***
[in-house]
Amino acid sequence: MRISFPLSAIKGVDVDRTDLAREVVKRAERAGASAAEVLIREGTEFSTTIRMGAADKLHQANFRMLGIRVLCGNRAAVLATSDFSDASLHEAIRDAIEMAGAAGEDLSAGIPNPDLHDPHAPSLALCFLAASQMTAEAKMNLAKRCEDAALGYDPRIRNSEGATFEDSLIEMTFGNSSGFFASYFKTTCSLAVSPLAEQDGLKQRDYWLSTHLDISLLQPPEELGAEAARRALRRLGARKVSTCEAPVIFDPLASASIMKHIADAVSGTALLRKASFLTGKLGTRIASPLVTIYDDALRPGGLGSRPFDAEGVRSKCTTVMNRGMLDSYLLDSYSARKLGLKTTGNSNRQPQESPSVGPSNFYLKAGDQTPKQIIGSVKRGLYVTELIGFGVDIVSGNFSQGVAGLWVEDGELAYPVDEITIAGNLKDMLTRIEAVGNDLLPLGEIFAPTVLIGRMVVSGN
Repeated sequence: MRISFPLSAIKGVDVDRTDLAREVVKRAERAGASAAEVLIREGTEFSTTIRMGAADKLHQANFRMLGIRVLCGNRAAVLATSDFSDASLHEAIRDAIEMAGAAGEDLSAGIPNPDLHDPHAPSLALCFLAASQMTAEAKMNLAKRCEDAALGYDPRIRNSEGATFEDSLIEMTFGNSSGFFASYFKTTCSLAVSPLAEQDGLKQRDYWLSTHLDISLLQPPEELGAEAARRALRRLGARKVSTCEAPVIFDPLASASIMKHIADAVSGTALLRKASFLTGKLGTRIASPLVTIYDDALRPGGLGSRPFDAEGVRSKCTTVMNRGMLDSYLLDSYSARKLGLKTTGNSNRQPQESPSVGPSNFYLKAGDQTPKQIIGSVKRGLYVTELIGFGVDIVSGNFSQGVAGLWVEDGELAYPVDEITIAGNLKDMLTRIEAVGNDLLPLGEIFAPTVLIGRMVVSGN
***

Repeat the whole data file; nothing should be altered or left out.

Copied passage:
[in-house]
Amino acid sequence: MRISFPLSAIKGVDVDRTDLAREVVKRAERAGASAAEVLIREGTEFSTTIRMGAADKLHQANFRMLGIRVLCGNRAAVLATSDFSDASLHEAIRDAIEMAGAAGEDLSAGIPNPDLHDPHAPSLALCFLAASQMTAEAKMNLAKRCEDAALGYDPRIRNSEGATFEDSLIEMTFGNSSGFFASYFKTTCSLAVSPLAEQDGLKQRDYWLSTHLDISLLQPPEELGAEAARRALRRLGARKVSTCEAPVIFDPLASASIMKHIADAVSGTALLRKASFLTGKLGTRIASPLVTIYDDALRPGGLGSRPFDAEGVRSKCTTVMNRGMLDSYLLDSYSARKLGLKTTGNSNRQPQESPSVGPSNFYLKAGDQTPKQIIGSVKRGLYVTELIGFGVDIVSGNFSQGVAGLWVEDGELAYPVDEITIAGNLKDMLTRIEAVGNDLLPLGEIFAPTVLIGRMVVSGN
Repeated sequence: MRISFPLSAIKGVDVDRTDLAREVVKRAERAGASAAEVLIREGTEFSTTIRMGAADKLHQANFRMLGIRVLCGNRAAVLATSDFSDASLHEAIRDAIEMAGAAGEDLSAGIPNPDLHDPHAPSLALCFLAASQMTAEAKMNLAKRCEDAALGYDPRIRNSEGATFEDSLIEMTFGNSSGFFASYFKTTCSLAVSPLAEQDGLKQRDYWLSTHLDISLLQPPEELGAEAARRALRRLGARKVSTCEAPVIFDPLASASIMKHIADAVSGTALLRKASFLTGKLGTRIASPLVTIYDDALRPGGLGSRPFDAEGVRSKCTTVMNRGMLDSYLLDSYSARKLGLKTTGNSNRQPQESPSVGPSNFYLKAGDQTPKQIIGSVKRGLYVTELIGFGVDIVSGNFSQGVAGLWVEDGELAYPVDEITIAGNLKDMLTRIEAVGNDLLPLGEIFAPTVLIGRMVVSGN